Under the Freedom of Information Act, a person may request a correction to any
   information about themselves that is incomplete, incorrect, misleading or out of
   To gain access to these Council records, a person must complete and lodge with
   Council an application form as indicated above outlining the records that he/she
   wishes to inspect. Where the documents require amending, details of the
   changes should be lodged with the Council’s Freedom of Information Officer.


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                                   A vibrant, harmonious and prosperous place to live, work & visit
Appendix 2
Annual Financial Statements


     Annual Report 2009/10
                             A vibrant, harmonious and prosperous place to live, work & visit
Appendix 3
SELGA Annual Report


     Annual Report 2009/10
                             A vibrant, harmonious and prosperous place to live, work & visit

Annual Report 2009/10
                        A vibrant, harmonious and prosperous place to live, work & visit

Annual Report 2009/10
                        A vibrant, harmonious and prosperous place to live, work & visit

Annual Report 2009/10
                        A vibrant, harmonious and prosperous place to live, work & visit

Annual Report 2009/10
                        A vibrant, harmonious and prosperous place to live, work & visit

Annual Report 2009/10
                        A vibrant, harmonious and prosperous place to live, work & visit

Annual Report 2009/10
                        A vibrant, harmonious and prosperous place to live, work & visit

Annual Report 2009/10
                        A vibrant, harmonious and prosperous place to live, work & visit

Annual Report 2009/10
                        A vibrant, harmonious and prosperous place to live, work & visit

Annual Report 2009/10
                        A vibrant, harmonious and prosperous place to live, work & visit

Annual Report 2009/10
                        A vibrant, harmonious and prosperous place to live, work & visit

Annual Report 2009/10
                        A vibrant, harmonious and prosperous place to live, work & visit

Annual Report 2009/10
                        A vibrant, harmonious and prosperous place to live, work & visit

Annual Report 2009/10
                        A vibrant, harmonious and prosperous place to live, work & visit

Annual Report 2009/10
                        A vibrant, harmonious and prosperous place to live, work & visit

Annual Report 2009/10
                        A vibrant, harmonious and prosperous place to live, work & visit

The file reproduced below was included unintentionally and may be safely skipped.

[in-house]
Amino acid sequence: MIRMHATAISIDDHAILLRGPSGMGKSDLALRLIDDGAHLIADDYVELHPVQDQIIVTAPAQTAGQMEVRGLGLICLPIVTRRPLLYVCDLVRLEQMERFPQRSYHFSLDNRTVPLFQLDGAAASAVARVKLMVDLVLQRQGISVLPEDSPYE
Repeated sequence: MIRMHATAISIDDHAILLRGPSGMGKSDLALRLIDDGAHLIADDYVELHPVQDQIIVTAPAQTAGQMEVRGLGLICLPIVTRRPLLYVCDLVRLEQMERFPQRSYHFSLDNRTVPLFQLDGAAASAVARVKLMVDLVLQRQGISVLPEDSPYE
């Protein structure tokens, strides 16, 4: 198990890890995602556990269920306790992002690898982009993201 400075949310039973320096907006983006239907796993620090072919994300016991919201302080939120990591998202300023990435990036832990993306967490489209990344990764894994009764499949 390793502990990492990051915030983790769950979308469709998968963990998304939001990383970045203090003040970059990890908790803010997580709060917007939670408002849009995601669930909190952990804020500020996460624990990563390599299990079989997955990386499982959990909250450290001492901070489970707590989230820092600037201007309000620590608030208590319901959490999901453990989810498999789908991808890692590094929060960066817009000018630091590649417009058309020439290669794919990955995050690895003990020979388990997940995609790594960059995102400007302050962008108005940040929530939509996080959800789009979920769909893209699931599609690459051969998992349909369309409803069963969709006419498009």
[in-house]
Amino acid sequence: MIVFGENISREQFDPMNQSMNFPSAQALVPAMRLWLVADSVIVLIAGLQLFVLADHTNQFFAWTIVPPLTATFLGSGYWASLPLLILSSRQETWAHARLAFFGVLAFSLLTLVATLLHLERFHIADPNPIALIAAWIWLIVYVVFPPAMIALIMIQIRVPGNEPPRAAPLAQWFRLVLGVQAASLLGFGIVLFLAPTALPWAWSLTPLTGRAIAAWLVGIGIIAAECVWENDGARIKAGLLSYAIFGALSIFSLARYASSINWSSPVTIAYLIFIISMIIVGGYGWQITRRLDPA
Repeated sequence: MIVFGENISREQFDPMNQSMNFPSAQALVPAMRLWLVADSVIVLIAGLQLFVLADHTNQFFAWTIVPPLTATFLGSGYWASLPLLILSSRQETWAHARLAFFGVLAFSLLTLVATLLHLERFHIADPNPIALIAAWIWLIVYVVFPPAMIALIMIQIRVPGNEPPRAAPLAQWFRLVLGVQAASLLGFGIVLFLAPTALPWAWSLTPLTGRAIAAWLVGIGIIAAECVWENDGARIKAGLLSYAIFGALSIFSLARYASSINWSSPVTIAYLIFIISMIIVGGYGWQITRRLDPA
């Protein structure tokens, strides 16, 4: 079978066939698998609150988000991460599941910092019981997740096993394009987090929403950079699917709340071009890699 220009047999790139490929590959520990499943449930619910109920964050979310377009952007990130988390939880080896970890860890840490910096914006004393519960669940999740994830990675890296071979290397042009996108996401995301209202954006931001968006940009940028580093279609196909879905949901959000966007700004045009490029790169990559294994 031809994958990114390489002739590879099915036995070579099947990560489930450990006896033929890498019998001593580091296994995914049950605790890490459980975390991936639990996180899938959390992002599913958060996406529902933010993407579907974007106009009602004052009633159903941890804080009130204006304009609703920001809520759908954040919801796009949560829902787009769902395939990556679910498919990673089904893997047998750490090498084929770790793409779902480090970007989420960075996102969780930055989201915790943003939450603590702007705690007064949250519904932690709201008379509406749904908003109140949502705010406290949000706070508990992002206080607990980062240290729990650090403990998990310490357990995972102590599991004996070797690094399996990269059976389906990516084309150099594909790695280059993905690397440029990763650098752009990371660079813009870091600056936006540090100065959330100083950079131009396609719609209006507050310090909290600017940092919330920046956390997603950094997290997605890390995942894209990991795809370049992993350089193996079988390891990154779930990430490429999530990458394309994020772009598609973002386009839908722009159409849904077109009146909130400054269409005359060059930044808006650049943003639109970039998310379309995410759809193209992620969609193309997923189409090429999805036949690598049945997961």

Annual Report 2009/10
                        A vibrant, harmonious and prosperous place to live, work & visit

Annual Report 2009/10
                        A vibrant, harmonious and prosperous place to live, work & visit

Annual Report 2009/10
                        A vibrant, harmonious and prosperous place to live, work & visit

Annual Report 2009/10
                        A vibrant, harmonious and prosperous place to live, work & visit

Annual Report 2009/10
                        A vibrant, harmonious and prosperous place to live, work & visit

Annual Report 2009/10
                        A vibrant, harmonious and prosperous place to live, work & visit

Annual Report 2009/10
                        A vibrant, harmonious and prosperous place to live, work & visit

Annual Report 2009/10
                        A vibrant, harmonious and prosperous place to live, work & visit

Annual Report 2009/10
                        A vibrant, harmonious and prosperous place to live, work & visit

Annual Report 2009/10
                        A vibrant, harmonious and prosperous place to live, work & visit

Annual Report 2009/10
                        A vibrant, harmonious and prosperous place to live, work & visit

Annual Report 2009/10
                        A vibrant, harmonious and prosperous place to live, work & visit

Annual Report 2009/10
                        A vibrant, harmonious and prosperous place to live, work & visit

Annual Report 2009/10
                        A vibrant, harmonious and prosperous place to live, work & visit

Annual Report 2009/10
                        A vibrant, harmonious and prosperous place to live, work & visit

Annual Report 2009/10
                        A vibrant, harmonious and prosperous place to live, work & visit

Annual Report 2009/10
                        A vibrant, harmonious and prosperous place to live, work & visit

Annual Report 2009/10
                        A vibrant, harmonious and prosperous place to live, work & visit

Annual Report 2009/10
                        A vibrant, harmonious and prosperous place to live, work & visit

Annual Report 2009/10
                        A vibrant, harmonious and prosperous place to live, work & visit

Annual Report 2009/10
                        A vibrant, harmonious and prosperous place to live, work & visit

Annual Report 2009/10
                        A vibrant, harmonious and prosperous place to live, work & visit